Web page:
Consider this illustration from LifeWay's Spring 2007 Life Answers Sunday School quarterly:
In high school I had a friend named Brock. He was what we called back then a "motorhead." All Brock talked about was working on cars and dirt bikes. He would show up for school in grease-stained clothes, long unkempt hair, and usually was bumming money for lunch. His grades were poor and his wallet was poorer. If there had been a "most likely to be a failure" category in the yearbook, he would have won by unanimous vote.OK, what was wrong with Brock? Why did he need to change? How does Brock serve as an illustration of radical change, a real and valid experience with Christ? He was bedraggled, poor, obviously didn't own a comb, and enjoyed tinkering on cars. This makes him a viable candidate not for the transforming power of the Gospel, but rather Extreme Makeover. The implication here is that being transformed into the likeness of Christ means you have a bulging wallet, a fat bank account, and you walk in the upper echelon of society. Evolving from welfare to faring well is the essence of the Gospel.
I didn't see Brock again until our 20th class reunion. When I saw him, I couldn't believe my eyes. Standing before me was a successful businessman, straight out of GQ. His expensive suit and well-groomed appearance were such a departure from the last time I saw him that it was hard to believe. I learned later that he had started his own company, and it had assets above one million dollars.
At the very heart of the Gospel is the concept of change. When Jesus enters into your heart and begins changing you into His likeness, the change is so dramatic that the people around you can't help but say, "You're a different person." And this is how it should be. radical change can serve as a signpost to us that our experience with Christ is real and valid (p. 15).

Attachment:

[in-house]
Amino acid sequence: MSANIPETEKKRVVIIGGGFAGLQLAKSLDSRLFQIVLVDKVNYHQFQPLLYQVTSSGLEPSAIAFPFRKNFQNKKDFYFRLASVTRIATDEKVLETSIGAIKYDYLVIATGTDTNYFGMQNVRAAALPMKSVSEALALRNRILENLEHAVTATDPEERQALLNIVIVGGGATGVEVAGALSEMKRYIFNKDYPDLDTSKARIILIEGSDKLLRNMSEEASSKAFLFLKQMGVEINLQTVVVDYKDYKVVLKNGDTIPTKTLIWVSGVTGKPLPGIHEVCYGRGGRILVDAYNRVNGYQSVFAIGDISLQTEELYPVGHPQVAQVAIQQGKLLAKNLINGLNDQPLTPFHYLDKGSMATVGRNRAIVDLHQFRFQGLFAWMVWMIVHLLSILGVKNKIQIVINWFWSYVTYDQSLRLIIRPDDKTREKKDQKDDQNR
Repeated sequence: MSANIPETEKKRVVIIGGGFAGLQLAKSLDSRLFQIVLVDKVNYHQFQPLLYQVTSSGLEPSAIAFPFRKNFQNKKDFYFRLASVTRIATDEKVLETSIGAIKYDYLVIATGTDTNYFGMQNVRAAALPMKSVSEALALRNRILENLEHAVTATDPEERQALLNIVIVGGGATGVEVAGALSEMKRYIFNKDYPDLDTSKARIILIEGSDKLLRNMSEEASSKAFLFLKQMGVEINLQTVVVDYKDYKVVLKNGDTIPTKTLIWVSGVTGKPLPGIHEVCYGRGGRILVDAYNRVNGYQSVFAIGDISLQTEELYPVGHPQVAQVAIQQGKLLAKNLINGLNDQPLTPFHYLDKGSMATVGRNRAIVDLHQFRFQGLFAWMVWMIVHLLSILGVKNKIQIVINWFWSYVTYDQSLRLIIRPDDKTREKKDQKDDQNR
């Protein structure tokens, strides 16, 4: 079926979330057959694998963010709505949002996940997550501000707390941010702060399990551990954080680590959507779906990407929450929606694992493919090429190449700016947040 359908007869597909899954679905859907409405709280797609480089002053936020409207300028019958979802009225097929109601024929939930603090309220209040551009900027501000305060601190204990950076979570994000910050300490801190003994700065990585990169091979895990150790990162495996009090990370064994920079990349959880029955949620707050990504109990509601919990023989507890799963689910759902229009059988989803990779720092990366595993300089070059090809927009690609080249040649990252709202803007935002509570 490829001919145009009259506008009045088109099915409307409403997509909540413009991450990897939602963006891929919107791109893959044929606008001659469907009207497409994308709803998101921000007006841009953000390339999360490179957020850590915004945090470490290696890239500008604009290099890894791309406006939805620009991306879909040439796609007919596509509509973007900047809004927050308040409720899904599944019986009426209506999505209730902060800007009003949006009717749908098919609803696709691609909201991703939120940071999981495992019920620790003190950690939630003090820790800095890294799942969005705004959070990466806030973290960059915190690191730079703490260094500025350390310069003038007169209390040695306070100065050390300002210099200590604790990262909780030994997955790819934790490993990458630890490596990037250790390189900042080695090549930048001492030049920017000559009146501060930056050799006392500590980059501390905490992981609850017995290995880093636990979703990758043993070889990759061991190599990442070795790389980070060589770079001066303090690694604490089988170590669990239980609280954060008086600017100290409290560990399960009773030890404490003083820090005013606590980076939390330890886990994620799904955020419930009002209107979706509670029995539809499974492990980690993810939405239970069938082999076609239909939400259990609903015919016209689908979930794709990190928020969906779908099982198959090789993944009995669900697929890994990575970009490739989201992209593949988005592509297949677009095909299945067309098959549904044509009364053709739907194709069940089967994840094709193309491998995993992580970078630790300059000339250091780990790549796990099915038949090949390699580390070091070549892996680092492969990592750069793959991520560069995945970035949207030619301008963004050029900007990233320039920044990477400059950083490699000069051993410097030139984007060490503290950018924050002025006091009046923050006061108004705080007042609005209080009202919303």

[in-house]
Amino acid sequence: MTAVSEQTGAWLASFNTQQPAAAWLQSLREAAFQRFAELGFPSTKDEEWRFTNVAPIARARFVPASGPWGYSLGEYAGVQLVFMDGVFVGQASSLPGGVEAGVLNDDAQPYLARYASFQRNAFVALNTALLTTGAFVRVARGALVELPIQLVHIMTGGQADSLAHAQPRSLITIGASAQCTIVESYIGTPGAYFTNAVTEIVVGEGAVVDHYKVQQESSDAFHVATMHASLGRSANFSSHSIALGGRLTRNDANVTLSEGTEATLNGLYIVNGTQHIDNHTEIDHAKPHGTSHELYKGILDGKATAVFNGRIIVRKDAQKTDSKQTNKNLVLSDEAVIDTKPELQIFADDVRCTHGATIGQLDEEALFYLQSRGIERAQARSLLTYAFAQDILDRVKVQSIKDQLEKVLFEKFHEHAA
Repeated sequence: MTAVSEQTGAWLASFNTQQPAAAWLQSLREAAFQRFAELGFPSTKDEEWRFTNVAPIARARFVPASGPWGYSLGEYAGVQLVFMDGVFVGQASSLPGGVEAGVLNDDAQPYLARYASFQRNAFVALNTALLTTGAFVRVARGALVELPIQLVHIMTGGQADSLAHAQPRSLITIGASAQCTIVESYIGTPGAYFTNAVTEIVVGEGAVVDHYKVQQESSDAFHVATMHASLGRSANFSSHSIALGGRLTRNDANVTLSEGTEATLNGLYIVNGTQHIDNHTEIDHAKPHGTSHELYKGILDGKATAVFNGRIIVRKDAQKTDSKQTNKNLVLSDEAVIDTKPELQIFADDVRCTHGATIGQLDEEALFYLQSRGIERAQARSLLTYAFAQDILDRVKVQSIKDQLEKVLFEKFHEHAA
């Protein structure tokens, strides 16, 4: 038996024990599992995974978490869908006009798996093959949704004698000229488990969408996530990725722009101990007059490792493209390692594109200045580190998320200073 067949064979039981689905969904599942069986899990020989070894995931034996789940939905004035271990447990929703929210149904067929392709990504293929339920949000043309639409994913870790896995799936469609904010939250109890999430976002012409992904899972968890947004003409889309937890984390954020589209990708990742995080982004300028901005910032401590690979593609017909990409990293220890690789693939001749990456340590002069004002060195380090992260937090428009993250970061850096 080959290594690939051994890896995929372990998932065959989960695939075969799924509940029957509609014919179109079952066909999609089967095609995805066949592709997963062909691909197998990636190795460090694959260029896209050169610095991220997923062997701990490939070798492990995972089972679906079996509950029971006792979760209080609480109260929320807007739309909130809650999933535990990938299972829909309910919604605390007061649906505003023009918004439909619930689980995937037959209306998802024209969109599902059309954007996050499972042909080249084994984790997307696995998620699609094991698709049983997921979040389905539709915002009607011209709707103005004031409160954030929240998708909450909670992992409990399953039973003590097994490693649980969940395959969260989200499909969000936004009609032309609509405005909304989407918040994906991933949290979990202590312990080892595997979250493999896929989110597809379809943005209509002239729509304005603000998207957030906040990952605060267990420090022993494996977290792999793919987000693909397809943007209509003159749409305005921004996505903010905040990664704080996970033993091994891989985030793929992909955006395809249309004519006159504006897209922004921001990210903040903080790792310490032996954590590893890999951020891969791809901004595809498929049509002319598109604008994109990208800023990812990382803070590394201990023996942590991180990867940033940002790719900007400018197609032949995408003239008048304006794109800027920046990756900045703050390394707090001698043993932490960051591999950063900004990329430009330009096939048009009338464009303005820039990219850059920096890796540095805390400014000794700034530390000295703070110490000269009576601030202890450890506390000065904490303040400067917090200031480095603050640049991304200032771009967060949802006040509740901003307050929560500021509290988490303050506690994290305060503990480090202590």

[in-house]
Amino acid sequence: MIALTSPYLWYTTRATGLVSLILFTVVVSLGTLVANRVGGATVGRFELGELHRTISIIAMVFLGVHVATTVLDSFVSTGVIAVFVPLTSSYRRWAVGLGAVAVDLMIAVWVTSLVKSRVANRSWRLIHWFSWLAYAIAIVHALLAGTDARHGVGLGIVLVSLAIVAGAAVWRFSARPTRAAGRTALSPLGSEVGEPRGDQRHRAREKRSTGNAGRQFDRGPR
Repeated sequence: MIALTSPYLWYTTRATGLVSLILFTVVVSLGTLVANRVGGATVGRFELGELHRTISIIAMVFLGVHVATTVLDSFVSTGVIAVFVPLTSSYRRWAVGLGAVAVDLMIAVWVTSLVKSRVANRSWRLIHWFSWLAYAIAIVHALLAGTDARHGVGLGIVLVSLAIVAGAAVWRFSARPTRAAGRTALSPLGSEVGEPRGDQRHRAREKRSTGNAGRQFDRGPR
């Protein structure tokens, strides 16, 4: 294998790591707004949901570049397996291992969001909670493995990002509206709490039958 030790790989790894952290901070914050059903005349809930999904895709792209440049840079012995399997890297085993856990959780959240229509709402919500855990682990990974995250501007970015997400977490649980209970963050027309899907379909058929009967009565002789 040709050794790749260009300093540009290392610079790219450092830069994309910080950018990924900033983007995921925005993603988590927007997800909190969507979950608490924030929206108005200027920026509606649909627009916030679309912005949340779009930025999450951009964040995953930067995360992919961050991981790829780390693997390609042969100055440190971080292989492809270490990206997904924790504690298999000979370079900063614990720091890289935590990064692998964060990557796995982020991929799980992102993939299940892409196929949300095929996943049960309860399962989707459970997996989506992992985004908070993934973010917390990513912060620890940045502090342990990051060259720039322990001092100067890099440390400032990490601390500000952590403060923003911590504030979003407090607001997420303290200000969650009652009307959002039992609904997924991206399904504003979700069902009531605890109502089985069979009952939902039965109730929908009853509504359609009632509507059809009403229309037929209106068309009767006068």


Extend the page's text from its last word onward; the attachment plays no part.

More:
Perhaps I am nit-picking this Sunday School quarterly, but sowing seeds such as these can only bear bitter fruit. The prosperity message is the single greatest heresy plaguing American Christianity right now and such errant teaching should not even be entertained. Too many believers are led astray thinking that God wants them to prosper financially when the Word of God teaches purely contradictory to the prosperity message.
The prosperity teachings rob churches of their evangelistic effectiveness, squelches missionary endeavor, and mints shallow believers, believers more concerned with their wardrobes than the plight of the poor. I do not consider this a wholesale endorsement by LifeWay of the health and wealth teachings, but to sow the wind reaps a whirlwind. Taking baby steps like these can still move you in the general direction of disaster.
Because you say, "I am rich, have become wealthy, and have need of nothing, you do not know that you are wretched, miserable, blind, and naked." Revelation 3:17